16

They allow you to make different creative decisions. Take Av (aperture mode), if you are creating a portrait, you will likely want a large aperture for a flattering shallow depth of field, so maybe you set it to f2.8 and let the camera figure out the best shutter speed. However, if you want to create a landscape, you want most of the image in focus, so you ...


13

What you are going wrong is not giving the camera enough latitude. You fixed the aperture and ISO, so all the camera can do is set the shutter-speed and flash power. It must be not as low-light as you think because most often you would get an under-exposed image doing what you are doing. The camera has a shutter-speed range it can use with the flash. The ...


11

Correct. As a matter of fact, on most cameras Program Shift is the same too by your logic. These modes, including Program, are designed to give you the same exposure which is why the results are the same since Aperture and Shutter-Speed are inversely related given a fixed ISO. The difference is what you decide on. Only you can decide if you would like a ...


10

This is actually a characteristic of the leaf shutter used in Fuji's X10/X20/X30 and X100 cameras. The leaf shutter can only travel so quickly. The wider the aperture is open, the slower the shutter speed has to be to accommodate the operation speed of the leaf shutter. It's a mechanical limit. In M and shutter priority modes, Fuji is allowing the faster ...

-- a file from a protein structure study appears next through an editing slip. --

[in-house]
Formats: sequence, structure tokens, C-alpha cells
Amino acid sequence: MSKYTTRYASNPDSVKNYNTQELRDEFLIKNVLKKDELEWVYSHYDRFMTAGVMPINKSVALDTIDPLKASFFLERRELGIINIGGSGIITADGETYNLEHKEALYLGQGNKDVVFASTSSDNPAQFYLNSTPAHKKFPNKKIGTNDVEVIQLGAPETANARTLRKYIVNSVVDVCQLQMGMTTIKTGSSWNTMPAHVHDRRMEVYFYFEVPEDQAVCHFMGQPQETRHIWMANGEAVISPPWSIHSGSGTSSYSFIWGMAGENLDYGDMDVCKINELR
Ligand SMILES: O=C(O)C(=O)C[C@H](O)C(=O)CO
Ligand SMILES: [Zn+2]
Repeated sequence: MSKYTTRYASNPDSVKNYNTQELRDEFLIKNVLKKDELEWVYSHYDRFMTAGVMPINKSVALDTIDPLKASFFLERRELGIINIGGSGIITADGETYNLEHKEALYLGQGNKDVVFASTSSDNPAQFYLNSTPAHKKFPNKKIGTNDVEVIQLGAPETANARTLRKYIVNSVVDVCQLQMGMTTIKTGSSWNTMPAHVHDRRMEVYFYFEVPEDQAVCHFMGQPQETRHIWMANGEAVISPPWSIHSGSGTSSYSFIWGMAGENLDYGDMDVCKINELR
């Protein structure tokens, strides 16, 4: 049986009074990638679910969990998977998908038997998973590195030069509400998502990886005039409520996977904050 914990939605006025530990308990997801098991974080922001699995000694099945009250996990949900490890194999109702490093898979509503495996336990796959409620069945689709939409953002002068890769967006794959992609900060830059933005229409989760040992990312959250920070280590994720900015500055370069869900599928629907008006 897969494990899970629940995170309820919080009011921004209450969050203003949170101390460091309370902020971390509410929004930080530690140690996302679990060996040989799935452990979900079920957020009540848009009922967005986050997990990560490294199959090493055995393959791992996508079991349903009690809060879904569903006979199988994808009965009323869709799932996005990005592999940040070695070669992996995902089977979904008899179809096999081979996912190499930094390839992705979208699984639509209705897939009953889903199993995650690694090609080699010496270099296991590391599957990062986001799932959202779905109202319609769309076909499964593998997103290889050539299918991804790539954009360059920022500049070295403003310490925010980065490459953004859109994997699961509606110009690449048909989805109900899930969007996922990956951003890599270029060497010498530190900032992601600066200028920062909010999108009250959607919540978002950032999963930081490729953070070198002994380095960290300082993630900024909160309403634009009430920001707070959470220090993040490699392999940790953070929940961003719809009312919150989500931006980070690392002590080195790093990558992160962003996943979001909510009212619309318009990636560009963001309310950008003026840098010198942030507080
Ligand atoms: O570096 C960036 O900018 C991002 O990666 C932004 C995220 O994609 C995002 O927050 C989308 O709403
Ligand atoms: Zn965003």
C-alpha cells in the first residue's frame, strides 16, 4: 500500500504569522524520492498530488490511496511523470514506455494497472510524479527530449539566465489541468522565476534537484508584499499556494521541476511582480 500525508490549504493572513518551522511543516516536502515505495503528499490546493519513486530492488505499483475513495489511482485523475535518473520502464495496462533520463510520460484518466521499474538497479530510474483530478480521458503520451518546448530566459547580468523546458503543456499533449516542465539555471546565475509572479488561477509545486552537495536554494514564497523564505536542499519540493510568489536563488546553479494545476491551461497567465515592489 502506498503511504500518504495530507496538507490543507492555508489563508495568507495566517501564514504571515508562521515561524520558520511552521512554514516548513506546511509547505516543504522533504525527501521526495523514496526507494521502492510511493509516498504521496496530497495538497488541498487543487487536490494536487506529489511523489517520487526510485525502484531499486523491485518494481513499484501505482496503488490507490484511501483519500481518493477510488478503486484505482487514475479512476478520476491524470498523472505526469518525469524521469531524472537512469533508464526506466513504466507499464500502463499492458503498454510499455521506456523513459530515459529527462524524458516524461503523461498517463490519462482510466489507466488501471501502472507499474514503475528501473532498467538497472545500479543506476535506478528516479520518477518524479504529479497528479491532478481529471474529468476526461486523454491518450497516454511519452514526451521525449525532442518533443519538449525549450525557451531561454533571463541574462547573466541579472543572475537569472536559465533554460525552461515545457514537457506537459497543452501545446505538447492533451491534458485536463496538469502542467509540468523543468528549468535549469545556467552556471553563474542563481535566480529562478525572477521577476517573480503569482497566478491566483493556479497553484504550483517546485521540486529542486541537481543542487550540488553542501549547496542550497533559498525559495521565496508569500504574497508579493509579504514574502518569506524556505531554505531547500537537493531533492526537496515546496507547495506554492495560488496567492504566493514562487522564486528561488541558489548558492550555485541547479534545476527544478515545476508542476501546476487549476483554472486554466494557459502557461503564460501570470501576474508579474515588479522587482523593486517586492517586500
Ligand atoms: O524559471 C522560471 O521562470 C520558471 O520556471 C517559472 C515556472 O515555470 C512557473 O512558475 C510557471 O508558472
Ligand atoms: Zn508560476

9

In Av (and Tv) mode, flash is not assumed to be primary light source, so camera will choose exposure to match metered ambient light. In P mode, however, the camera tries to ensure exposure time is quick enough for handheld shooting, and thus will happily expose for the flash-illuminated subject, ignoring the lack of ambient light. To put it in flash terms, ...


9

Yes. Constant Aperture is a reference to a zoom lens' maximum aperture at all focal lengths. It does not mean that it is the lens' only available aperture setting. That would be a fixed aperture lens. It some ways it is easier to shoot in aperture priority exposure mode with a constant aperture zoom lens than with a variable aperture zoom lens. (The ...


8

Fortunately, it's not actually voodoo magic. You have set a fixed ISO of 400, and you're in aperture priority mode, which means you're choosing the aperture and not giving the camera control of that. That means the one variable the exposure program can change is shutter speed. When you tell it you want the exposure to be two stops darker, the only thing it ...


8